Then Schmidhuber launches into a long explanation of the underlying theory. He begins by charting the intellectual course that led to his conclusions, citing research done by Russian mathematician Alexey Ivakhnenko in 1965 and Finnish mathematician Seppo Linnainmaa in 1970. Next, he explains LSTM in more concrete terms. As a neural network performs millions of calculations, the LSTM code looks for interesting findings and correlations. It adds temporal context to the data analysis, remembering what has come before and drawing conclusions about how that applies to the neural net’s latest findings. This level of sophistication makes it possible for the AI to start building its conclusions into a broader system—teaching itself the nuances of language, say, based on large volumes of text (that, for example, “each” takes a singular verb when it’s a subject).
Schmidhuber likens this AI training to the way a human brain filters big moments into long-term memory while leaving the more quotidian ones to dissolve. “It can learn to put the important stuff in memory and ignore the unimportant stuff,” he says. “LSTM can excel at many really important things in today’s world, most famously speech recognition and language translation but also image captioning, where you see an image and then you write out words which explain what you see.”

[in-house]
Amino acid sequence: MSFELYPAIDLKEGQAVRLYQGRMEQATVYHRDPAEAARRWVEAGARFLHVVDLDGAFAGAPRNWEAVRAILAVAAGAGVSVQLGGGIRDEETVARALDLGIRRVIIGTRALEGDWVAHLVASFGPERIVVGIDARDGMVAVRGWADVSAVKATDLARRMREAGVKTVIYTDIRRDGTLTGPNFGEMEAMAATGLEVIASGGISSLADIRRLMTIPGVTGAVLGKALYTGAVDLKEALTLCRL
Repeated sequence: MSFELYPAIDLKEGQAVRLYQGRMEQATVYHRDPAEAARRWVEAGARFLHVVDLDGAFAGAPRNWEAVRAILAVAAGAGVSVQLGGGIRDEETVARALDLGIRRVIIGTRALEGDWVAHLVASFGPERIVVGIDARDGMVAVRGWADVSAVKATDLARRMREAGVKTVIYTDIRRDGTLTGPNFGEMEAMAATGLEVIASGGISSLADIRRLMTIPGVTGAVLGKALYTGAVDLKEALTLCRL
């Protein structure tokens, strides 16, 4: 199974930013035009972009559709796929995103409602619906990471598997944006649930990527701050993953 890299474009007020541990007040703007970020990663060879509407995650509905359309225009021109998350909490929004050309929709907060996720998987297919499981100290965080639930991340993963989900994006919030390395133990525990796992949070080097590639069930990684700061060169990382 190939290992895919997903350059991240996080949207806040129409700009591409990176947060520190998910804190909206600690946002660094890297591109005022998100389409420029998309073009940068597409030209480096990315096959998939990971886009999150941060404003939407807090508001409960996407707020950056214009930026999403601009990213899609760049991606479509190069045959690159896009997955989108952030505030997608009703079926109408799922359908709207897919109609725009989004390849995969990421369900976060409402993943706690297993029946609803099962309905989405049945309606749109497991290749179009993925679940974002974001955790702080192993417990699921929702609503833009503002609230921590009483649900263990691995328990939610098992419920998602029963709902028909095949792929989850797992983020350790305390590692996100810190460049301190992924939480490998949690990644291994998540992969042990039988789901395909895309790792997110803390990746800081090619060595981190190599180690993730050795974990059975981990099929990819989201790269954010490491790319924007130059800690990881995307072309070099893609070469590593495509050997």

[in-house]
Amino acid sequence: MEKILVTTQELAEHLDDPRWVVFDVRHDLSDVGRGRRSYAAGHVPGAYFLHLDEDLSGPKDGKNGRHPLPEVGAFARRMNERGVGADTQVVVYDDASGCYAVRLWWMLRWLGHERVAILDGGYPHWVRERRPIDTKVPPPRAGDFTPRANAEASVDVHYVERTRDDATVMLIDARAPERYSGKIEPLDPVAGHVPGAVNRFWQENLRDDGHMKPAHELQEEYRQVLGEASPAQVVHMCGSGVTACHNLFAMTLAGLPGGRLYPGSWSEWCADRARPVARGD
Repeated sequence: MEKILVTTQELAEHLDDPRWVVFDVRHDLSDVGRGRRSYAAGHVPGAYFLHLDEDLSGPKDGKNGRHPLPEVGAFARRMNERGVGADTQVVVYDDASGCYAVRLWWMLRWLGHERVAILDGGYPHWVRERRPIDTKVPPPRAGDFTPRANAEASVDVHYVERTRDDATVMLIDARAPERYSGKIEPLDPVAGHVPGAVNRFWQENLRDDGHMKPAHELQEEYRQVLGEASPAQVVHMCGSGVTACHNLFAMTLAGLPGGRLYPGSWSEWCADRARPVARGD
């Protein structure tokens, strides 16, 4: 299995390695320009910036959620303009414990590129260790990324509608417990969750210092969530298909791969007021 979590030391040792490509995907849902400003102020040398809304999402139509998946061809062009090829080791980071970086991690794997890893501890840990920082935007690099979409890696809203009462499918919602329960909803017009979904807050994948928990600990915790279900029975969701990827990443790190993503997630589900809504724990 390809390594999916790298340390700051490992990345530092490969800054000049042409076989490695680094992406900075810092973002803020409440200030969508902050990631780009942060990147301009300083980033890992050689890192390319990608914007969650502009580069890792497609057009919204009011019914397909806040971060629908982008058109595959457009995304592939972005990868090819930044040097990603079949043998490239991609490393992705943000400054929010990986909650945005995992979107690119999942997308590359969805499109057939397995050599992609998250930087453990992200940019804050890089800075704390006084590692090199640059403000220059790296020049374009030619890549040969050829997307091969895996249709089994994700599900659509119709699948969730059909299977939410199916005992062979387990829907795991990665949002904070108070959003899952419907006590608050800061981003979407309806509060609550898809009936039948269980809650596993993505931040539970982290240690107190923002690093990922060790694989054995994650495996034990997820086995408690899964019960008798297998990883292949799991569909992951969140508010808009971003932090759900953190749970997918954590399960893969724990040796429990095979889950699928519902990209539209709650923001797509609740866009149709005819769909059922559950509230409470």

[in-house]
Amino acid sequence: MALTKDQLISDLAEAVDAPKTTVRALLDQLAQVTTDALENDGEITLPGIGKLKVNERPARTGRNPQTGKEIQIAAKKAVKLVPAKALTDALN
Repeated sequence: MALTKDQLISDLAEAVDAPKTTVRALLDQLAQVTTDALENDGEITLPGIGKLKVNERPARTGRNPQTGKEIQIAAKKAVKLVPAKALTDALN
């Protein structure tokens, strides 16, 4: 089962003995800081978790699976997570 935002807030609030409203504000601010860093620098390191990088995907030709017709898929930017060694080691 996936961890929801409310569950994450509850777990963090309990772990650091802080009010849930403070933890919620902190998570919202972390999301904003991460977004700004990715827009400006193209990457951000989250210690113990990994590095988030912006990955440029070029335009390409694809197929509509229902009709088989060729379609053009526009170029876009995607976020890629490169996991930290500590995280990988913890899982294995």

These powers make LSTM arguably the most commercial AI achievement, used for everything from predicting diseases to composing music. And it’s just one of the dozens of discoveries Schmidhuber’s website helpfully lists with detailed documentation about their origins and impact. “He’s had so many tremendous contributions,” says Müller-Freitag. “He has, in many ways, been way ahead of his time.”